Defendants seem to choose this remedy almost in defiance, refusing to grant a benefit to the petitioner with the audacity to challenge inequality. This retrenching is deemed an acceptable organizational response, as seen for example, in the example of the BBC and its overseas editors. When the BBC (British Broadcasting Company) was exposed in the media for paying its women overseas editors substantially less than its men editors, it responded by reducing the men’s pay. The women were thus not only denied equal pay for the past discrimination, but were exposed to potential peer retaliation for “rocking the boat” and making the men worse off. But for the BBC, as with other wrongdoing defendants, leveling down seemed to be a quick and easy way to erase the inequality problem.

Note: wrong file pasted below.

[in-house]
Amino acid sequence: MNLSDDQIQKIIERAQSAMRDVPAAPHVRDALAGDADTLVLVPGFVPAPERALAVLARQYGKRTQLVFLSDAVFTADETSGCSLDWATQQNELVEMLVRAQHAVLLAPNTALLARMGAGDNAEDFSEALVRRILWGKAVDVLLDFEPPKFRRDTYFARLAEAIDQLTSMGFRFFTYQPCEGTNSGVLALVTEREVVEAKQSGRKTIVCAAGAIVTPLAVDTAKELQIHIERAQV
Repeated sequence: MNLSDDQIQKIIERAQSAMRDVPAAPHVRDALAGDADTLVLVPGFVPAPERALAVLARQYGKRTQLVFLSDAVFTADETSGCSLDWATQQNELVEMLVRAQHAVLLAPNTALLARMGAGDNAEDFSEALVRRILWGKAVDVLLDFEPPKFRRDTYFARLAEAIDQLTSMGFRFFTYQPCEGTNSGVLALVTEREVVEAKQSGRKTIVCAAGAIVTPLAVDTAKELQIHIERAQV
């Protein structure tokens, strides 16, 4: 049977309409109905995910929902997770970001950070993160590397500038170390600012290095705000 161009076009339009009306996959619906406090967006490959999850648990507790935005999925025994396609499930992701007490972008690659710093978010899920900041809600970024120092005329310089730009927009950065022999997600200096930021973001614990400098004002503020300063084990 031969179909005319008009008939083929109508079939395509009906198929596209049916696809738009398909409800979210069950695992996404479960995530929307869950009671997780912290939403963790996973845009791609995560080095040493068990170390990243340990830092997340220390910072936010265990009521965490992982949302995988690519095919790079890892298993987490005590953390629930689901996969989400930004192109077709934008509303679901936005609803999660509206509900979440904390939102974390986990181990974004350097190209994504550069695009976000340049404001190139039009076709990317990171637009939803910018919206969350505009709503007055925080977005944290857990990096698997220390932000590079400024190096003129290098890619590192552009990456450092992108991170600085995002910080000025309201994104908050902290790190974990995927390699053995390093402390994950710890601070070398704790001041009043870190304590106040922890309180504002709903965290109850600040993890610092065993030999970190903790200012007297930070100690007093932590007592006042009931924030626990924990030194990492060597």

The Court in Morales-Santana similarly believed it needed to defer to the defendant’s choice of remedy for the gender discrimination. This was ironic given that the Court in that same case expressly rejected such deference to Congress in the merits part of the decision. It departed from previous decisions upholding gender distinctions in the derivative citizenship statute based on deference to Congress’s plenary power over immigration; this time, the Court forcefully applied constitutional norms of equality to a different end. Yet, in the same breath, the Court turned around and espoused the importance of deference to the defendant’s choice for the remedy. It struggled to find such legislative intent, trying to second guess what Congress would have done had it known its derivative citizenship statute was unconstitutional. The Court decided Congress would have stricken the second of two statutory clauses, rather than the first provision or instead of utilizing the gender neutral term “parent” instead of “mother.” It thus achieved equality by a simple formal textual exercise which resulted in the elimination of the shorter-time benefit to all unwed parents.